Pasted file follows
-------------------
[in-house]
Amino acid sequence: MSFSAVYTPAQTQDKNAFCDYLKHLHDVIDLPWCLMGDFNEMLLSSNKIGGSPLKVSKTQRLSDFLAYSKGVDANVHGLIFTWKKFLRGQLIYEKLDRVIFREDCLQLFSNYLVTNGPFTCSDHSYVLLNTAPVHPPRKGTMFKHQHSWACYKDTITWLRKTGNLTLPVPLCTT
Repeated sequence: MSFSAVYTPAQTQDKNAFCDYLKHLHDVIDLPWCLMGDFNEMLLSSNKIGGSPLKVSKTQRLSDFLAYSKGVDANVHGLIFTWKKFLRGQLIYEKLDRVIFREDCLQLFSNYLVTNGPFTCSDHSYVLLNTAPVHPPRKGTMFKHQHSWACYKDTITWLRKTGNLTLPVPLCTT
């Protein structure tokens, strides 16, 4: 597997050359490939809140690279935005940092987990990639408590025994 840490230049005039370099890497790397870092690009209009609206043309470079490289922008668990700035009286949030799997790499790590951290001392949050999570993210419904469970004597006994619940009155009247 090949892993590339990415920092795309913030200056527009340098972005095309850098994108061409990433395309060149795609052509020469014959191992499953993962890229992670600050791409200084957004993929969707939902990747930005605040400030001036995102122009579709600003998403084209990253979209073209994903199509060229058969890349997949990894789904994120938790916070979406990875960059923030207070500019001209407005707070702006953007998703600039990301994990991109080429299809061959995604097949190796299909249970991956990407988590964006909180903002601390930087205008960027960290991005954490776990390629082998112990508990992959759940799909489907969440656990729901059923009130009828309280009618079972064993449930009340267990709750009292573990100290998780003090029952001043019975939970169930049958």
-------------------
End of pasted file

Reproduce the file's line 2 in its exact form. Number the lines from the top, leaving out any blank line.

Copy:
Amino acid sequence: MSFSAVYTPAQTQDKNAFCDYLKHLHDVIDLPWCLMGDFNEMLLSSNKIGGSPLKVSKTQRLSDFLAYSKGVDANVHGLIFTWKKFLRGQLIYEKLDRVIFREDCLQLFSNYLVTNGPFTCSDHSYVLLNTAPVHPPRKGTMFKHQHSWACYKDTITWLRKTGNLTLPVPLCTT